Just when I thought it couldn’t get any busier with planting the seed gardens, it was time to cut the hay. I’m not really in charge of hay cutting at Twin Oaks, but I am in charge of hayfield fertility and re-seeding. I care about getting the hay in before the rain. It is my job to fill in when needed, to help coordinate people, and to worry. I don’t cut or bale the hay (I’ve carefully avoided learning), but I do rake, deliver fuel, drive the flatbed dump truck, and help load the barn under threat of thunder. We got a really good harvest this time, 206 round bales, and we got it all in the barn before the rain. I credit the good productivity to the re-seeding we did in fall of 2012 with a no-till drill we rented from a neighbor. I also think it helped that we gave the fields a rest last year.
I live at Twin Oaks, which is an income-sharing intentional community of 100 people in Louisa County, Virginia. We use the hay to feed our dairy and beef cows, which we raise for our own food (not to sell).
Anyway, on Monday morning it was time to hit it hard with the final stages of planting the seed gardens, and I’d spent the whole weekend racing around dealing with hay. Not ideal, but I think I’m getting through it ok. Pretty much everything is planted, and we’re now busy with the hoeing, cultivating, staking, caging and irrigating.
This is me with a seed crop of Arkansas Traveler tomatoes.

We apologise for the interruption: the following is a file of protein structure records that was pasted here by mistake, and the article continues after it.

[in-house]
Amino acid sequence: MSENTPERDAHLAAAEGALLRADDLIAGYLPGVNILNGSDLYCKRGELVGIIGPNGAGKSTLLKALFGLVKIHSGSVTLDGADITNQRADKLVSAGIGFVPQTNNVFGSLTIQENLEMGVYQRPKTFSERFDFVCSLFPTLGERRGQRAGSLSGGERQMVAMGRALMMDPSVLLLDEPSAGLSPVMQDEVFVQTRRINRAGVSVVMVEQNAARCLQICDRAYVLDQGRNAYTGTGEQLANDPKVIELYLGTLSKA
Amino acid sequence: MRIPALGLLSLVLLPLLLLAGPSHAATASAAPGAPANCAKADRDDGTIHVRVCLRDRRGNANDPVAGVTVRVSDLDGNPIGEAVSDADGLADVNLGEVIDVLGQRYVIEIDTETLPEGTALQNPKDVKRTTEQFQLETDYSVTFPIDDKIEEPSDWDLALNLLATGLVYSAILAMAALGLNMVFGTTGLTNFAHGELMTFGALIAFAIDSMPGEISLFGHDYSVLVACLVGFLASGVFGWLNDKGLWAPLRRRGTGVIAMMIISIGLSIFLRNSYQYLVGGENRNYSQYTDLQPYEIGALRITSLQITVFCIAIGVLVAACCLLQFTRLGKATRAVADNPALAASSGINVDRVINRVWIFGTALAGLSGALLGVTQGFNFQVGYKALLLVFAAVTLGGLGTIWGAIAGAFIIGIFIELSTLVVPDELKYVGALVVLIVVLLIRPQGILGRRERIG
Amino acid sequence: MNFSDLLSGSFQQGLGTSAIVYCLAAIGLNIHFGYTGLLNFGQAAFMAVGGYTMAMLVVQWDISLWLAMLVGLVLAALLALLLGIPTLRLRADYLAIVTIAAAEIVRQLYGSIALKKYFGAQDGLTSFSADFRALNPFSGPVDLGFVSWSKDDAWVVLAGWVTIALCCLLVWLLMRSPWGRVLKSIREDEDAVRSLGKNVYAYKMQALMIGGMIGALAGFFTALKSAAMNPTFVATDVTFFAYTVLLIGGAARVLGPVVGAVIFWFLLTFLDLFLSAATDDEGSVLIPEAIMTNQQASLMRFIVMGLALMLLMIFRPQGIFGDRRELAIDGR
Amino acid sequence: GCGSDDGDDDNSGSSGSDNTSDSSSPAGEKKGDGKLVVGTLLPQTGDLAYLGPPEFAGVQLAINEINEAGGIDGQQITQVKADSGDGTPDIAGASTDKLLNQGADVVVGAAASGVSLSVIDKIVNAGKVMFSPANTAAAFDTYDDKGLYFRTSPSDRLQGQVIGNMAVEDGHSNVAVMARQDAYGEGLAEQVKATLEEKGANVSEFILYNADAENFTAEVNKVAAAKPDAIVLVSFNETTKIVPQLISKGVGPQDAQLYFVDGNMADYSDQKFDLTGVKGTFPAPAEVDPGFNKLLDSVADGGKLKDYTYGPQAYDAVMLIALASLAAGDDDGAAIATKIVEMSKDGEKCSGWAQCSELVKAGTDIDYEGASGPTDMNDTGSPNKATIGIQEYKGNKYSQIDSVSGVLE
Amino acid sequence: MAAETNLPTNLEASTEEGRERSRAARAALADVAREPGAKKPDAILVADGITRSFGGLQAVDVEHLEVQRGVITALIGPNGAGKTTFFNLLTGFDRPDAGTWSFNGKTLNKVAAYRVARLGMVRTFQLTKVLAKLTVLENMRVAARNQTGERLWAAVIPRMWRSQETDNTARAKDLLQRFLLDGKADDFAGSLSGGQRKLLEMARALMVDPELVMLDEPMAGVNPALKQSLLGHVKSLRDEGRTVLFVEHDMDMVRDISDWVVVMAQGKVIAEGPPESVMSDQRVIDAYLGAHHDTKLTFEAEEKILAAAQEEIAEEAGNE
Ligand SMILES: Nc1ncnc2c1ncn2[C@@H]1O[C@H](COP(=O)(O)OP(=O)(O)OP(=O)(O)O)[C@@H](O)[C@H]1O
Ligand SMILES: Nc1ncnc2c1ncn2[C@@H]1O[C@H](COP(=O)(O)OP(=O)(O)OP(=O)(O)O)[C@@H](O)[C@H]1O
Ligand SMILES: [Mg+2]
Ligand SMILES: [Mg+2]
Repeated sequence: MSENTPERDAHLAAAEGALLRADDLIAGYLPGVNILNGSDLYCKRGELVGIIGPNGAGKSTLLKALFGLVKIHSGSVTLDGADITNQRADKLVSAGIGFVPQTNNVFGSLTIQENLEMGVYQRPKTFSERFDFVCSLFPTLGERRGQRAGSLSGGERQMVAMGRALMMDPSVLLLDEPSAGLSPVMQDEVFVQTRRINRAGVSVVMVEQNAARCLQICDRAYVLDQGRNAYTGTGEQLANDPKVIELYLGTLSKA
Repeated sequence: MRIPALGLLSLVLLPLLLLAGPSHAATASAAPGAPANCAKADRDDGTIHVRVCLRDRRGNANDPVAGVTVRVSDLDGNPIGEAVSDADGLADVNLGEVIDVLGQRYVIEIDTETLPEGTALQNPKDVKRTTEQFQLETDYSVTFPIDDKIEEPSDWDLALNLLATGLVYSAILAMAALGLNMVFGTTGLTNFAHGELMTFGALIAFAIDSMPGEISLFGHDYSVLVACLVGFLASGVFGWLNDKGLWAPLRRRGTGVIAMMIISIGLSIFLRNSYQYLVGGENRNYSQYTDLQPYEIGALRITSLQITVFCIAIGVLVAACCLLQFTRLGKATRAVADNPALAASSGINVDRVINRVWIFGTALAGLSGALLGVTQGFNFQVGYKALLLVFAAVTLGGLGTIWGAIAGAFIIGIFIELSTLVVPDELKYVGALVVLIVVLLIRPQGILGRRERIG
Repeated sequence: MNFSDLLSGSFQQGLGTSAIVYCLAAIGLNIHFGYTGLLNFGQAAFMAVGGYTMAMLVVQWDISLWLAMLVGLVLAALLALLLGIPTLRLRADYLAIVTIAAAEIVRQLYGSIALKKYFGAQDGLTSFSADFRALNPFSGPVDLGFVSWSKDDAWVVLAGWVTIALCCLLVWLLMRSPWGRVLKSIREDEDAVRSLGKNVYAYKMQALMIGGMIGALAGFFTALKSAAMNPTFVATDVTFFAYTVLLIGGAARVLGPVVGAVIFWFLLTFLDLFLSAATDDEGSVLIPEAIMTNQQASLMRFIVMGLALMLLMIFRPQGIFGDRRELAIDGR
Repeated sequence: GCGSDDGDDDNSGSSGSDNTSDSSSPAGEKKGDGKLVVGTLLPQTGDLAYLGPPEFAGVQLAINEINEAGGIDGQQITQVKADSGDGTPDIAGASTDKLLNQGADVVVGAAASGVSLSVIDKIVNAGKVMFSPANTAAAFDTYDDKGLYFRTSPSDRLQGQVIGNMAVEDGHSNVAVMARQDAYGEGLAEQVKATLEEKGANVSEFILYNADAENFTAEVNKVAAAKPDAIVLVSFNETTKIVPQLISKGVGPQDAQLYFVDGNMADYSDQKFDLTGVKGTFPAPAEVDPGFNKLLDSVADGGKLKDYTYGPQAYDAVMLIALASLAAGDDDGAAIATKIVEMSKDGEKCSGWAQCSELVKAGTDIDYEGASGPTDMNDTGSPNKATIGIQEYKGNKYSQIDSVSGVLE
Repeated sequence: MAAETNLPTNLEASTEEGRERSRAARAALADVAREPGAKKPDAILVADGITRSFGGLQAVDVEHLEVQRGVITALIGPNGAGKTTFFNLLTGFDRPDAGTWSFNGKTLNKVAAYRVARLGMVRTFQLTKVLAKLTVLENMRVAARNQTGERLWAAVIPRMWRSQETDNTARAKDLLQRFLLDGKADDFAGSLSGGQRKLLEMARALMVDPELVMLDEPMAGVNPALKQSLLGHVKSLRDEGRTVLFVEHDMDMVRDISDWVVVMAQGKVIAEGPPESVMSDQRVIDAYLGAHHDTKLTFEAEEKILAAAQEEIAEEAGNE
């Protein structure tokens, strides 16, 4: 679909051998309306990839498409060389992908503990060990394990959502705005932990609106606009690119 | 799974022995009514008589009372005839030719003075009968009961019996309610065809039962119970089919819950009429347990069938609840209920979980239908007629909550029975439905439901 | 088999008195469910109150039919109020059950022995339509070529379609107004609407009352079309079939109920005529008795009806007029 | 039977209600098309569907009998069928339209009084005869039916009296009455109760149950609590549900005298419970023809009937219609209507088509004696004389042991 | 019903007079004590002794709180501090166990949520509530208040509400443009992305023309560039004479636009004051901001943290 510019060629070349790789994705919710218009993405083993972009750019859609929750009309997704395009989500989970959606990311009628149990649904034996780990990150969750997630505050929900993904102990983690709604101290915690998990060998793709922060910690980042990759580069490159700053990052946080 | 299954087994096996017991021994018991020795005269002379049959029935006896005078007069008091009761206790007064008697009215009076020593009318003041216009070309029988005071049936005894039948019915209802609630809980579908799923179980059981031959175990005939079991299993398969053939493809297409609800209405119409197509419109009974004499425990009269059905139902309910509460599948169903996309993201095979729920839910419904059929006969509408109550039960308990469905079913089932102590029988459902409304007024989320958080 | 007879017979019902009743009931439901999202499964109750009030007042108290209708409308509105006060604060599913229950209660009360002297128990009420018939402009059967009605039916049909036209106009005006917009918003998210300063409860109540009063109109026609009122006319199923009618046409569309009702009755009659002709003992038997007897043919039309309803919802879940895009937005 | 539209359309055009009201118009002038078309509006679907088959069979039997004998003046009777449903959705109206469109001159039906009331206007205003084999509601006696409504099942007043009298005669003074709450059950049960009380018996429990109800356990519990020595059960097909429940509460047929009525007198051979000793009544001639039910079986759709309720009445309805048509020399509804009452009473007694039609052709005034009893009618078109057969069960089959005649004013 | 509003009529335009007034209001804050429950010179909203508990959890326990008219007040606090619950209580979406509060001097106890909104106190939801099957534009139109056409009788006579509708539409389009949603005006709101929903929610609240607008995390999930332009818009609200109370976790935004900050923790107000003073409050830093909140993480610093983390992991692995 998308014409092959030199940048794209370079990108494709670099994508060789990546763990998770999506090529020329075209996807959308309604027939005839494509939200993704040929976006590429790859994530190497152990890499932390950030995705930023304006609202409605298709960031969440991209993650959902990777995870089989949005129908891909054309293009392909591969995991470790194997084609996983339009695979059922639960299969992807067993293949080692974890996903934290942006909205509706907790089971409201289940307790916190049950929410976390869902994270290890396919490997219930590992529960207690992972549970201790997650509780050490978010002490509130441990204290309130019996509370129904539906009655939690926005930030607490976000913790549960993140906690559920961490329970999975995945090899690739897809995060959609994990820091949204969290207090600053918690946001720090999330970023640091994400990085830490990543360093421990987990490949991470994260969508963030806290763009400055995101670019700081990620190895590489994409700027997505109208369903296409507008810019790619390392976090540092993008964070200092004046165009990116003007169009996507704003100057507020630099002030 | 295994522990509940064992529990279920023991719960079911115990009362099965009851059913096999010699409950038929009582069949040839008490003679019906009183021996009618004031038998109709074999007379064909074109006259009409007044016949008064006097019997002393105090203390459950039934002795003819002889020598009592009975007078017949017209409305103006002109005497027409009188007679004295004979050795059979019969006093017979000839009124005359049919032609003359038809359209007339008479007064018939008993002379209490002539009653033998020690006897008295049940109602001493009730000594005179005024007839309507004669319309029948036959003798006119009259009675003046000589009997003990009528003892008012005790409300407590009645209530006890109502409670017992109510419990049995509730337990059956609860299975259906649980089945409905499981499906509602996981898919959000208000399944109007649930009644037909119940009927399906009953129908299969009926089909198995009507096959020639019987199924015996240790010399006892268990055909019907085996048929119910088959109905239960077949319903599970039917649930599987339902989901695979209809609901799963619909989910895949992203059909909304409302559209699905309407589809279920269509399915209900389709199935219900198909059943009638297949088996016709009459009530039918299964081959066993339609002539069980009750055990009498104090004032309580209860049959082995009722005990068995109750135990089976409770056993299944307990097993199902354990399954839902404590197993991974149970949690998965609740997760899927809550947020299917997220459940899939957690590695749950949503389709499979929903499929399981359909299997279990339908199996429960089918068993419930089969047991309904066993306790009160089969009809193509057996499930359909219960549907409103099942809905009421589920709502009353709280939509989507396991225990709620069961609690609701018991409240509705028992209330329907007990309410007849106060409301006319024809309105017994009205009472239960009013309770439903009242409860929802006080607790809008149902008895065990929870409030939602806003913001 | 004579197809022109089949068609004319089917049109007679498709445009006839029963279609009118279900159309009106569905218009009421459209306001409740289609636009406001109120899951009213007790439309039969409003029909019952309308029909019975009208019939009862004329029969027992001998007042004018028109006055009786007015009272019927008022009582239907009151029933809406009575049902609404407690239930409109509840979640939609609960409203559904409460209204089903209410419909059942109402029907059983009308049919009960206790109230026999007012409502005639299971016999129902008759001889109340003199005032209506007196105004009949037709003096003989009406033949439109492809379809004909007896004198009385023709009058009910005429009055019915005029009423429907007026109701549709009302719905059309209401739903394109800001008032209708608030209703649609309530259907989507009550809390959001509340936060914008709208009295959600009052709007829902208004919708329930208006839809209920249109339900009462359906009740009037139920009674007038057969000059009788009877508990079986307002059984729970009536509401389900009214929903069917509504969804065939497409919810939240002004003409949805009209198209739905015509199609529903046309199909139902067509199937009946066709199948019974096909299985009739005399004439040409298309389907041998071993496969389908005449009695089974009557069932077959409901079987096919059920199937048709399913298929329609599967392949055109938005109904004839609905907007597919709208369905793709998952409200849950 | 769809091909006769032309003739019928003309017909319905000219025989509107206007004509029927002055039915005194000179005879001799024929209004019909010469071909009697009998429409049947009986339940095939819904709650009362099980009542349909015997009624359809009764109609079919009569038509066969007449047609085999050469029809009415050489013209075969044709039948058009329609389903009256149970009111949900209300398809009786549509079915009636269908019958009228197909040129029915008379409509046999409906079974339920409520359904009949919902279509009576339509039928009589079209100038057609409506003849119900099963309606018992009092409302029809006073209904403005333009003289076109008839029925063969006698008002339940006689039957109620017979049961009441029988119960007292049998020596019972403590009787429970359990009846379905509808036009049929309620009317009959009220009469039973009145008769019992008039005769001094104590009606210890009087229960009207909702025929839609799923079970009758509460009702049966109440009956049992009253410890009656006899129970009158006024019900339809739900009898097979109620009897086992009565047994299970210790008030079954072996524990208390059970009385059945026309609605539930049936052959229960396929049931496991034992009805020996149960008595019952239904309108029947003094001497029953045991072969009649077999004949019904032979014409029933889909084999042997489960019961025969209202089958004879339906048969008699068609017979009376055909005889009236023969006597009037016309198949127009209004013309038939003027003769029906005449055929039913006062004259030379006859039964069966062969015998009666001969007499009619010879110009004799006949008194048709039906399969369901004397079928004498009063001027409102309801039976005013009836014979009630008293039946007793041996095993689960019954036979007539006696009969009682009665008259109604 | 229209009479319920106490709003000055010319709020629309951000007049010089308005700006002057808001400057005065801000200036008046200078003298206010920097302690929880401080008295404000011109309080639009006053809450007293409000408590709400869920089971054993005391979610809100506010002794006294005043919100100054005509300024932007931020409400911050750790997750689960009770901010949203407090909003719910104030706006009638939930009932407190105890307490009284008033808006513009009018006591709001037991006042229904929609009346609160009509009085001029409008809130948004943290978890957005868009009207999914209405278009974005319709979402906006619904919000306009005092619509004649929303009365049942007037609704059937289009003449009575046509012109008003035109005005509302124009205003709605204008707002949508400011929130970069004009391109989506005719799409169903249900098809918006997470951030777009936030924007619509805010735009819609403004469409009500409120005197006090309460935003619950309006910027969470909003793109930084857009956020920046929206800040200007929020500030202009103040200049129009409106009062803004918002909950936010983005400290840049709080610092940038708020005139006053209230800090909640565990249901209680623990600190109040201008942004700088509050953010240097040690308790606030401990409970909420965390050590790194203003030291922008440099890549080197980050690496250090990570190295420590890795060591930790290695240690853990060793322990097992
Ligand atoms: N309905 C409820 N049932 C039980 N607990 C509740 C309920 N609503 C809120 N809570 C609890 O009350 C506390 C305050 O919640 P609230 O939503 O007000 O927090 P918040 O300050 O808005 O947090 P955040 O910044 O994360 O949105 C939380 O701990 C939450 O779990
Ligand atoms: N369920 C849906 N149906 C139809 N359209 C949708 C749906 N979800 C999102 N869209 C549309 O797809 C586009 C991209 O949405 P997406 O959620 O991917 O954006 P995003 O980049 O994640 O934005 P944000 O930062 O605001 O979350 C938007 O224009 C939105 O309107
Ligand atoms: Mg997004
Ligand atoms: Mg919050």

The focus of this post is garden layout for seed saving of nightshade crops. I know it’s a little late to talk about garden layout. I have a decent excuse though, which is that I only started blogging on this site a month ago. Understanding isolation distances and cross-pollination is an important starting point for seed saving. So although its June, I’m still going to write about it. I hope that readers will be able to use the information I am presenting in two ways:
1)To identify crops already growing in the garden that you can save seed from. Its quite likely there are a couple.
2)To go through this garden season thinking about how to plan next year’s garden for seed saving.
The Solanaceae family (nightshades) includes peppers, tomatoes, potatoes, eggplant, tomatillos and ground cherries. These, with the exception of potatoes, are often a good choice and starting point for new seed savers.
Tomatoes need little isolation distance, and many people produce pretty good tomato seed with no isolation at all. Tomato flowers are usually self pollinating, but can be crossed by bees. Jeff McCormack, who has written several excellent pamphlets on seed saving in the Southeast (available at SavingOurSeeds.org), recommends an isolation of 10 feet for home use and 35 feet for commercial seed production of tomatoes. Cherry tomatoes and potato-leaf varieties may need more isolation: 45 feet and 35 feet respectively for home use. Even if your tomatoes are closer together than this, you could save seeds this year. There probably won’t be much crossing, and if there is, its good information to gather.
Tomatoes (and the other nightshade family crops) are also easy because they don’t exhibit something called Inbreeding Depression. Inbreeding Depression occurs in certain crops when you don’t save seed from a big enough genetic pool. With corn for example, you need to save seed from at least 200 plants or else the future generations will start to be stunted and less vigorous. This doesn’t happen with tomatoes. Just one plant will work, although more plants are better if you want the seeds you save to more fully represent the range of genetics present in a variety.